Hate crime is on the rise across the board - whether motivated by hate towards other races, religions, genders, sexualities or abilities. Every single incident of hate, leaves affected communities feeling more isolated and victimised.
That’s why members of Citizens UK alliances up and down the country have been taking action: from Citizens:mk (Milton Keynes) and Tyne and Wear Citizens who are working with local transport companies to tackle hate crime, to London Citizens who have been offering ‘bystander training’ to students and staff in schools and Nottingham Citizens who got their local police force to become the first in the UK to treat misogyny as a hate crime.
Our organising efforts on the ground are having a real impact: girls and women in Nottingham can now walk taller, knowing that they can go to the police and have their experiences of being groped, stalked or threatened on the street finally be taken seriously. In turn, Nottinghamshire Police is better able to identify locations where misogynistic hate crime is more common and take preventative measures. Young people on London school playgrounds and university campuses now know how to act if they witness hate crime. Muslim women in Newcastle now feel more confident taking the metro or bus, knowing that drivers have been trained on how to respond appropriately to cases of hate crime.
Watch our video on making misogyny a hate crime:
Hundreds of us called on our MPs to support an amendment put forward by Stella Creasy MP and make misogyny a hate crime by law. As a result, the Government announced a Law Commission Review of all current hate crime legislation and consider whether any additional characteristics, such as misogyny, should be granted legal protection. The Commission is an independent body that will report back to Parliament in 2020.
This is a once-in-a-generation opportunity for people and groups affected by hate crime - whether on the grounds of race, religion, gender identity, sexuality, disability, etc. - to secure stronger protections in a time when hate crime is shamefully on the rise.
We’re conducting an in-depth listening campaign to engage our faith, cultural and educational institutions across the country and find out: what are people’s experiences of hate crime? How can we make it easier for those affected to report hate crime and have it taken seriously? How can we increase trust between affected communities and the police?
We will be inputting our findings to the Law Commission - in writing and in person during face-to-face meetings between Citizens UK leaders and the Commissioners. We will call on the Commission to recognise misogyny as a hate crime and strengthen protections for all other forms of hate too.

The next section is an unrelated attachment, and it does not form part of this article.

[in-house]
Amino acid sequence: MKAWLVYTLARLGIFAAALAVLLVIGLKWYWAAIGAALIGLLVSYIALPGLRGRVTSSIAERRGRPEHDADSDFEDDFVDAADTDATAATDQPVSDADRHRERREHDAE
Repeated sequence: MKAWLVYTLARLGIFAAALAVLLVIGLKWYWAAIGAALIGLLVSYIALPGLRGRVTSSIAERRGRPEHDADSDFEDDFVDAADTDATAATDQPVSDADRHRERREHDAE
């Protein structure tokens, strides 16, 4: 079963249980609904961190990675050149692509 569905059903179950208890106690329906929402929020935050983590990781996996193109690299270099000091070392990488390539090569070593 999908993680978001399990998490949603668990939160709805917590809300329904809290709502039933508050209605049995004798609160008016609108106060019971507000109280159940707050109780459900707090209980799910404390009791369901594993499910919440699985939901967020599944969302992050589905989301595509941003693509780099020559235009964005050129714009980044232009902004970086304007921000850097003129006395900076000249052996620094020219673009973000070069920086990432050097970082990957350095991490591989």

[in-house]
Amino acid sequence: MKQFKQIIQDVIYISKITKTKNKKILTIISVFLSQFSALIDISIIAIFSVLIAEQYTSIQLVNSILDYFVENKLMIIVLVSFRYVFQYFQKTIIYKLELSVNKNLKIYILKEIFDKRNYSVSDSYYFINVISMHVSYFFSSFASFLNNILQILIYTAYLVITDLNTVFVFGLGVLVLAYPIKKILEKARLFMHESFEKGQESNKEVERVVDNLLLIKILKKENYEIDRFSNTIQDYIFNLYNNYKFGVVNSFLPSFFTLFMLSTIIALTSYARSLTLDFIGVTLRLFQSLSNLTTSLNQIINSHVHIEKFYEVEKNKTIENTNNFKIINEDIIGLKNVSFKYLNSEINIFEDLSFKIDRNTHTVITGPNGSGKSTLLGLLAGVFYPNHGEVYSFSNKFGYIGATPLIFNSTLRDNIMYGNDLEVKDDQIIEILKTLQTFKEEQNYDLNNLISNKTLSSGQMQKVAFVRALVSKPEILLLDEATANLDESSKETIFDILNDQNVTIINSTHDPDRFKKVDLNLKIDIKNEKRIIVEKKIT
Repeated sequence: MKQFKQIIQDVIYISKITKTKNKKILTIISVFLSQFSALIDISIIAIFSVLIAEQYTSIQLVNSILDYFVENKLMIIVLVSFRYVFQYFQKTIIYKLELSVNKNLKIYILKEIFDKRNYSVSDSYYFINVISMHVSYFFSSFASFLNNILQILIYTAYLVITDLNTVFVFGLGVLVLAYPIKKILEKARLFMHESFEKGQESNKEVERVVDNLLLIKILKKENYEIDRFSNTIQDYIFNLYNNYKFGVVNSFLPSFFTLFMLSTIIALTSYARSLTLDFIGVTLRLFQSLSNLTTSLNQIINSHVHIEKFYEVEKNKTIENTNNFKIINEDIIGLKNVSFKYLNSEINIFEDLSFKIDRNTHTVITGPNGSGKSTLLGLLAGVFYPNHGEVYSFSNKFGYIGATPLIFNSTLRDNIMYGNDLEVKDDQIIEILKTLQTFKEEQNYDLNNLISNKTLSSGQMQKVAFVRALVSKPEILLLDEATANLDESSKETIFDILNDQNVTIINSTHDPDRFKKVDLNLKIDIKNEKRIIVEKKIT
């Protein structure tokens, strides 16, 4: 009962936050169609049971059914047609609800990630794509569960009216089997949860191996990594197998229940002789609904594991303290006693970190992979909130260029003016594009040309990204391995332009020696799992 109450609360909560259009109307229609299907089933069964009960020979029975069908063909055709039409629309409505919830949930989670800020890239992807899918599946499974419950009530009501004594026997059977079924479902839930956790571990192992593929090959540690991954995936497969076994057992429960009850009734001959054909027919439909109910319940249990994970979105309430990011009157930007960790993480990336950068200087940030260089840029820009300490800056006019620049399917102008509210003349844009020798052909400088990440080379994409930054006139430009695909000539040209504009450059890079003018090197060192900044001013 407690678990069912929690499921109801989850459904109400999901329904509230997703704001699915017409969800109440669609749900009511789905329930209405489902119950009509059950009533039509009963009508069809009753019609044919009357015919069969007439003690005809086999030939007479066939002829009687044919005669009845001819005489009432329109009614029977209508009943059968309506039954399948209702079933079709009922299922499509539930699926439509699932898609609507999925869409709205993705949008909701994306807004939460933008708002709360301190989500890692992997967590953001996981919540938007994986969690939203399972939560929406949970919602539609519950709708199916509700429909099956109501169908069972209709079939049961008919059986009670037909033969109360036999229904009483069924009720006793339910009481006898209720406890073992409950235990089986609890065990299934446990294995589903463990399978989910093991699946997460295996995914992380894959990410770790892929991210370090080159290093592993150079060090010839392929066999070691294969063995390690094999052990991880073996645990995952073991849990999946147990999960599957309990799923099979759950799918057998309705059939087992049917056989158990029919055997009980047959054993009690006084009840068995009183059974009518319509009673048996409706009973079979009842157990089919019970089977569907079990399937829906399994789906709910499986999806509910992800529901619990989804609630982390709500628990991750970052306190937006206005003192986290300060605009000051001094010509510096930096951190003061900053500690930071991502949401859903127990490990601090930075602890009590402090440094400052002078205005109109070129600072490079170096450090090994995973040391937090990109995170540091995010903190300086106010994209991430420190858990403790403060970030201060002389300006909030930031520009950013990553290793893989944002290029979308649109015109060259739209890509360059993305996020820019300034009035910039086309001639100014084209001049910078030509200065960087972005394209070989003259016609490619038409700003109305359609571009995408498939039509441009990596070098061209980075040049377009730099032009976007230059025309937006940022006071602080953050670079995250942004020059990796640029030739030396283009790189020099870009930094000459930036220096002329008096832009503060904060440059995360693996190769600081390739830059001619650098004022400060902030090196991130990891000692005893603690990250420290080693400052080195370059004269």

Next, we will engage MPs to make sure that the Law Commission’s recommendations are finally turned into law.
This is a chance to change Britain for the better, develop the ability of a diverse group of community leaders to participate effectively in public life, to stand in solidarity with one another and demand a more robust response to hate crime. Let's get to work, together!
If you'd like to join one of our local campaign teams, contact your local Community Organiser or email Charlotte.Fischer@citizensuk.org. You can also share our video on misogyny hate crime and sign up to our mailing list to stay up to date with the campaign and take online action.
Our campaign to make misogyny a hate crime started in 2014 when our Nottingham Citizens alliance of community organisations conducted a large study on experiences of hate crime in the city. This culminated in a report which recommended that more be done to tackle hate crime generally, and misogyny in particular.
As a result, in 2016 Nottinghamshire Police became the first police in the country to allow women and girls to report cases of misogyny, offer support to victims and investigate perpetrators.
Why it matters
Classifying misogyny as a hate crime means that hateful attitudes to women in our society are being challenged and that women can walk taller on our streets, knowing that they are taken seriously. It also allows police forces to intervene and thus prevent more serious cases of violence from taking place later down the line.
A few police forces have voluntarily followed in Nottinghamshire’s steps, such as Avon and Somerset Police. But much more needs to be done. There are over 30 more police forces that don't treat misogyny as a hate crime and studies show that an overwhelming majority of young women (85%) and nearly half (45%) of all women have been sexually harassed in public places. Yet, only one in ten receives help after these incidents.
Our opportunity: MPs are voting today!
On Wednesday 5th September MPs will be voting on the Voyeurism Bill. An amendment to the Bill has been put forward by Stella Creasy MP which, if approved, would make misogyny a recordable hate crime for all police forces across the country.
Get involved: please write to your MP now, urging them to attend the debate and vote in favour of making misogyny a hate crime.